If Los Angeles has an inferiority complex, it's usually in regard to New York.
Our deal with San Francisco and the greater Bay Area was never about feeling inferior. Far from it. They sneered at us, but we never bothered to sneer back. San Francisco always seemed so pretty and walkable - even as its residents looked down on us as "fake" or "stupid," we still thought of their city as a breezy weekend getaway.
But the Bay Area has such a superiority complex that it's been blinded to the reality of what Los Angeles is really about - and, lately, to just how far San Francisco has moved from its own professed values.
In fact, we dare say San Franciscans have it all backwards. L.A. is for real. It's the Bay that has become a parody of smug white privilege.
Yes, pretty much all of coastal California is subject to extreme costs of living, with home values that mean living like a student even on what should be a middle-class salary.
But San Francisco is king in this regard. The city has the least-affordable real estate in the nation, with only 14 percent of homes for sale being affordable for median-income families. Despite its loudly trumpeted progressivism, San Francisco is the most gilded big city in America when it comes to real estate.
You can rail all you want against capitalism and corporations, but it's hard to take you with a straight face when you have to be a millionaire on paper just to live in the city. San Francisco even has a community that has been dubbed "Billionaires' Row." Sure, tell Angelenos how materialistic we are.
And here's where we get down to what really bugs us about the S.F. dweller:
Even while they're airily suggesting the middle class should eat cake, they still have the gall to look down on us. "Without the Bay, We're Just L.A." goes one local ad campaign - as if that's a bad thing (and as if we don't have a bay of our own).
The Bay Area citizen regards Los Angeles as a vast, suburban wasteland without art, culture or human redemption. We are a gluttonous city with little regard for literature, nature or recycling.
We are, in short, barbarians from the south.
Yet much of what San Franciscans revere about themselves and, particularly, their greatest culture export, counterculture, is linked to Southern California, for better or worse.
The Pump House Gang, Tom Wolfe's influential storytelling about left coast counterculture, takes its name from a group of SoCal surfers.
Psychedelic drug king Timothy Leary ultimately called Los Angeles home.
The music of the 1960s flowed through the labels and Sunset Strip clubs of Los Angeles, even if some of the era's bands were born in the Bay. The Doors were the quintessential, American-born '60s act. Rock of the '60s and '70s was based here more than anywhere else; San Francisco didn't even rank before London or New York.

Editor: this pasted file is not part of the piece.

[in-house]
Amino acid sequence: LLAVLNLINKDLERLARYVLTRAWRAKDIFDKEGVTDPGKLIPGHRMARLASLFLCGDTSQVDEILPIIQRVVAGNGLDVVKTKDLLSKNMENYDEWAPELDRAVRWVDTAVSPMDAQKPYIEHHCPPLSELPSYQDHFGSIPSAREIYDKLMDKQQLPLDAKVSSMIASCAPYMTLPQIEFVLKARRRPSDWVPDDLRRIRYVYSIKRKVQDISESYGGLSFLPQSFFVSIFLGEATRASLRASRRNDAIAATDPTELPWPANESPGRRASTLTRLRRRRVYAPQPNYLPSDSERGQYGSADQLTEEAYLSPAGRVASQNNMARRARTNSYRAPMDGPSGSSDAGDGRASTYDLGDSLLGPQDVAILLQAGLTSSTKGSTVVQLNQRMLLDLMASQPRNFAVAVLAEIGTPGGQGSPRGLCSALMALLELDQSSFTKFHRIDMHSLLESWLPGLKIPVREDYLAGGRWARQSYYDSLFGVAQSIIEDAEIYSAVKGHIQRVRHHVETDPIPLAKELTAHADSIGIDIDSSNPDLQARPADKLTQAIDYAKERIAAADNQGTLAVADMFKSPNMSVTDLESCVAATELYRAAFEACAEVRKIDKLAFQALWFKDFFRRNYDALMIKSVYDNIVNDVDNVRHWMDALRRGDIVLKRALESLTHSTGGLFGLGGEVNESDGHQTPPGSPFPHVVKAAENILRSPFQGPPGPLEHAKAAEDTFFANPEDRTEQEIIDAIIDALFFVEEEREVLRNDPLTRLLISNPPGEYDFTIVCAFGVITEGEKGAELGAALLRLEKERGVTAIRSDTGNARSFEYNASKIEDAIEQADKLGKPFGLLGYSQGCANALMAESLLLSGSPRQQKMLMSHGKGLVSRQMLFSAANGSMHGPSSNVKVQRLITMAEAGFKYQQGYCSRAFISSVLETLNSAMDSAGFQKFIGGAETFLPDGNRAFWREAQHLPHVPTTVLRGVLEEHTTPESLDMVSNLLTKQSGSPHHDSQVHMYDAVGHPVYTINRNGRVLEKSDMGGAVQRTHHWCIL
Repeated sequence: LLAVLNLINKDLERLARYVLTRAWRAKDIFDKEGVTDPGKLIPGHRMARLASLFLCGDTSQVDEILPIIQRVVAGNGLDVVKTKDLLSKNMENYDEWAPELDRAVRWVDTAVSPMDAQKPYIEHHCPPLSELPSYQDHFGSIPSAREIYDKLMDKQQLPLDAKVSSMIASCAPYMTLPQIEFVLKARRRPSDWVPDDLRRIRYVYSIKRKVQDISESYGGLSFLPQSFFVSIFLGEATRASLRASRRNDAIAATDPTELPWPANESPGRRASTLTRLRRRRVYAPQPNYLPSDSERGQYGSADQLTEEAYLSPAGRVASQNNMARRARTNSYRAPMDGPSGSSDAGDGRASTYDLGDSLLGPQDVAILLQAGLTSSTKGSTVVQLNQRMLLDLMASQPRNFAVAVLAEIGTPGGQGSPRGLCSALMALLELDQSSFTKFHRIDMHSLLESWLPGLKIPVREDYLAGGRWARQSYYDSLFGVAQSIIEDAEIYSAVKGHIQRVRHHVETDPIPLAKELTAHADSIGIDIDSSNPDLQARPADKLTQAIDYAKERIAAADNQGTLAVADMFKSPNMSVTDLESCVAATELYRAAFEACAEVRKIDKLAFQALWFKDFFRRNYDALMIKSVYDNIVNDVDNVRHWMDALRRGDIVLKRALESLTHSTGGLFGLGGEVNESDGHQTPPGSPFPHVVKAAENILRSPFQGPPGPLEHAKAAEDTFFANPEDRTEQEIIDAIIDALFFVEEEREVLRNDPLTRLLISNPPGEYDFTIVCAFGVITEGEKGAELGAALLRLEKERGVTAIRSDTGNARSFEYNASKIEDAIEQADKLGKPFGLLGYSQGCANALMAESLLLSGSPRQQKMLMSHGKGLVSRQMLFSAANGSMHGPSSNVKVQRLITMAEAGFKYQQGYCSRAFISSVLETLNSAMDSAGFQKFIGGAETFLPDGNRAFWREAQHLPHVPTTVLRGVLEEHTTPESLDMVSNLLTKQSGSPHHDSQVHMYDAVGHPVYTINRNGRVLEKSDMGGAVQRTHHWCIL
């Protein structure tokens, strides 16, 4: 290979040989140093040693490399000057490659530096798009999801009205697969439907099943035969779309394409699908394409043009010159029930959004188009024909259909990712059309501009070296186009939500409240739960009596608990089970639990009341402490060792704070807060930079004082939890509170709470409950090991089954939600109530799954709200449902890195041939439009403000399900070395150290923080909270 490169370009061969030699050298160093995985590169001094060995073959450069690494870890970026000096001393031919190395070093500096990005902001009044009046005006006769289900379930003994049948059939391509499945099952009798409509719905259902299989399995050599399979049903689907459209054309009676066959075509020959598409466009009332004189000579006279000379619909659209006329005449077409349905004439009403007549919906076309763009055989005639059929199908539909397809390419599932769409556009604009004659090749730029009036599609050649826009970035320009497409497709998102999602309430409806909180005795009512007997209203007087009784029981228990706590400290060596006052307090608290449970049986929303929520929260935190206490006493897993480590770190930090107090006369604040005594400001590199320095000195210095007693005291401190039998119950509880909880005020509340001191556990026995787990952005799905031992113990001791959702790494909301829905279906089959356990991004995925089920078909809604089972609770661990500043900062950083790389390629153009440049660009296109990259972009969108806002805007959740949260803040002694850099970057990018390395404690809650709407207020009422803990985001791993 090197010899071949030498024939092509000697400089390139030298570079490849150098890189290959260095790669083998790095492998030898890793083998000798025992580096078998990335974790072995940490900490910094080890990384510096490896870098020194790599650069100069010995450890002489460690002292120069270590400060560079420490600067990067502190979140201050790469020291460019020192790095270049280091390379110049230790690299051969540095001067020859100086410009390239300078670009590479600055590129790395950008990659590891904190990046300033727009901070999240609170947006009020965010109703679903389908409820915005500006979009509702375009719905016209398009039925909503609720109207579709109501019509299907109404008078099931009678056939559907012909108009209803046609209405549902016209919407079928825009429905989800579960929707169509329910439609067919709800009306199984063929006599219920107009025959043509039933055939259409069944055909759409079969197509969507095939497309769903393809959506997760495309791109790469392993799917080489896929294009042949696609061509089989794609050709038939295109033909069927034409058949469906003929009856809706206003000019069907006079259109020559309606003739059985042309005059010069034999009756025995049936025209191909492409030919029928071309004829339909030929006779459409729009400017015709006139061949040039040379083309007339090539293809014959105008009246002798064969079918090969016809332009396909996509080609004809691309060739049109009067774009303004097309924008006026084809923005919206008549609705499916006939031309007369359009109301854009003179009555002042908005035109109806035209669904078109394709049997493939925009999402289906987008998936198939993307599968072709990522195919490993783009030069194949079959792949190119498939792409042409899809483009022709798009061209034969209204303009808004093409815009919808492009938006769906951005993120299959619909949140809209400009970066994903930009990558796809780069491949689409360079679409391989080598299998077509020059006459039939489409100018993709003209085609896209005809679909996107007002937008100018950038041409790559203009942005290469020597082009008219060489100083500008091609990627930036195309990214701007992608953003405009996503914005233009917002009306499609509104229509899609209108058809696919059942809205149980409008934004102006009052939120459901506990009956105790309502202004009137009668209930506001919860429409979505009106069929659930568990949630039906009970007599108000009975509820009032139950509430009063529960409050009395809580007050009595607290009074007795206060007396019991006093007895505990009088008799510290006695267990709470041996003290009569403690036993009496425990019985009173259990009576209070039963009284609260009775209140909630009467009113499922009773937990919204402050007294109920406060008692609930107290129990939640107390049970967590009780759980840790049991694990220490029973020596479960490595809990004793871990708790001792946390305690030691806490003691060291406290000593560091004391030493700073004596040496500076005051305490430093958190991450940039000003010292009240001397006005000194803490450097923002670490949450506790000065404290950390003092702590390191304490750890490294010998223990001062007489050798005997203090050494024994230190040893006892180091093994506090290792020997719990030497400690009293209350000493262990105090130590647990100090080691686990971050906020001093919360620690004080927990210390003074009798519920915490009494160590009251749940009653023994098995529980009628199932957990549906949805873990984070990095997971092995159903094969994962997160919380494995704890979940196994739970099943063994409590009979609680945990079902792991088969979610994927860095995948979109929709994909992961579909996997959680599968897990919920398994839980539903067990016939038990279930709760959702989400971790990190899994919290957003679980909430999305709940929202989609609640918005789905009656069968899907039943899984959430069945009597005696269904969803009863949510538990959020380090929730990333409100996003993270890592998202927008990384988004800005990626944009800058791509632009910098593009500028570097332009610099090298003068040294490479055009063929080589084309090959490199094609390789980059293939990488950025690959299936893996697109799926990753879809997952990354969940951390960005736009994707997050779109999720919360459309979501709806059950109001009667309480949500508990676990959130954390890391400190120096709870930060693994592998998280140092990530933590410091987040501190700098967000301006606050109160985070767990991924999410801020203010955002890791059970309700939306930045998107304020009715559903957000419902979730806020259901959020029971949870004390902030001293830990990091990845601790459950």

Even the post-counterculture chi of leftism-gone-upscale - yoga, animal rights, modern sushi - is a Los Angeles creation that San Francisco merely took to its logical extreme.
SoCal is the birthplace of contemporary skateboarding, surfing, hot-rodding, off-roading, import car tuning, streetwear, American rave culture, medical marijuana profiteering, and Coachella.
If you hate us, you must hate those things.
The preachiness of a McMansion-dwelling Westsider telling you to conserve energy will never be as annoying as some Silicon Valley trust-funder telling you he's going to change the world when you know all he really wants to do is change his wallet. One is trying. One is lying.
San Francisco, like Manhattan, has become a precious island of snobby gentrifiers who are pushing out people of color to make room for Google buses and the very organic produce some of those people produce.
Behold the Bay Area hipster, Charles Bukowski (!) paperback in her pocket, canvas Vans (born in Southern California) on her feet, Facebook paycheck in her account and a chest full of hate for the perceived vapidity of L.A.
She's so happy street tacos are still available in her neighborhood, served by residents she displaced. It's so eclectic.
The Bay hipster is so much more annoying than others of its ilk because of the added pretense of intellectualism. Just put on your costume and skip the philosophy lecture, please.
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Los Angeles has more than its share of problems, but at least we don't shove our hypocritical self-satisfaction down your throat.
The true irony is that folks born and raised in Southern California - the children of immigrants from Mexico, Korea and that most foreign place, Wisconsin - are the most real, down-to-earth, unpretentious people you'll ever meet.
Hollywood attracts douche bags from all over. Just like Silicon Valley. And to mistake our homegrown industry built on pretending for the real L.A., this crazy patchwork quilt of a vast and flavorful city, says more about you than it does about us.